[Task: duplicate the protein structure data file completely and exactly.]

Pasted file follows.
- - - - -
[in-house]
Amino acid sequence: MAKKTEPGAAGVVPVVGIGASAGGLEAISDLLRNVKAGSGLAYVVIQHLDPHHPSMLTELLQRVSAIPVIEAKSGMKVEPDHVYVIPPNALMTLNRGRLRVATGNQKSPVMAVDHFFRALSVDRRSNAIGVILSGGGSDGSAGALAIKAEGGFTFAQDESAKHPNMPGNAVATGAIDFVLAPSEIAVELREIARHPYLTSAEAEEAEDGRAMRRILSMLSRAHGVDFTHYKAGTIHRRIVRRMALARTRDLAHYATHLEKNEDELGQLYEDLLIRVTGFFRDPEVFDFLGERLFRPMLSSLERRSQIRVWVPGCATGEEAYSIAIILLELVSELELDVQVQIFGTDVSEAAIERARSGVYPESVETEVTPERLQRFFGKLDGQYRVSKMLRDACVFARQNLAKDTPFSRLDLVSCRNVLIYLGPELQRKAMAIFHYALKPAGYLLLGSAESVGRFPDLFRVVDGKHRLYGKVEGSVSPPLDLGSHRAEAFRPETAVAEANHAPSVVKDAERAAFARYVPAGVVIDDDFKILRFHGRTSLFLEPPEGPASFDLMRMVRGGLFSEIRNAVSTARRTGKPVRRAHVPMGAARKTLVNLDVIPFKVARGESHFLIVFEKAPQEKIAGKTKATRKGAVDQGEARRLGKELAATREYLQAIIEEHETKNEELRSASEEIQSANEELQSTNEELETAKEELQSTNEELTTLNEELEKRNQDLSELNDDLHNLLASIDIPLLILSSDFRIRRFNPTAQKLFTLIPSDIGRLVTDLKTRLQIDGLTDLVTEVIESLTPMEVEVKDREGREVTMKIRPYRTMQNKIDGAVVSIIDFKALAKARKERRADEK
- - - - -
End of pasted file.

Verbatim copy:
[in-house]
Amino acid sequence: MAKKTEPGAAGVVPVVGIGASAGGLEAISDLLRNVKAGSGLAYVVIQHLDPHHPSMLTELLQRVSAIPVIEAKSGMKVEPDHVYVIPPNALMTLNRGRLRVATGNQKSPVMAVDHFFRALSVDRRSNAIGVILSGGGSDGSAGALAIKAEGGFTFAQDESAKHPNMPGNAVATGAIDFVLAPSEIAVELREIARHPYLTSAEAEEAEDGRAMRRILSMLSRAHGVDFTHYKAGTIHRRIVRRMALARTRDLAHYATHLEKNEDELGQLYEDLLIRVTGFFRDPEVFDFLGERLFRPMLSSLERRSQIRVWVPGCATGEEAYSIAIILLELVSELELDVQVQIFGTDVSEAAIERARSGVYPESVETEVTPERLQRFFGKLDGQYRVSKMLRDACVFARQNLAKDTPFSRLDLVSCRNVLIYLGPELQRKAMAIFHYALKPAGYLLLGSAESVGRFPDLFRVVDGKHRLYGKVEGSVSPPLDLGSHRAEAFRPETAVAEANHAPSVVKDAERAAFARYVPAGVVIDDDFKILRFHGRTSLFLEPPEGPASFDLMRMVRGGLFSEIRNAVSTARRTGKPVRRAHVPMGAARKTLVNLDVIPFKVARGESHFLIVFEKAPQEKIAGKTKATRKGAVDQGEARRLGKELAATREYLQAIIEEHETKNEELRSASEEIQSANEELQSTNEELETAKEELQSTNEELTTLNEELEKRNQDLSELNDDLHNLLASIDIPLLILSSDFRIRRFNPTAQKLFTLIPSDIGRLVTDLKTRLQIDGLTDLVTEVIESLTPMEVEVKDREGREVTMKIRPYRTMQNKIDGAVVSIIDFKALAKARKERRADEK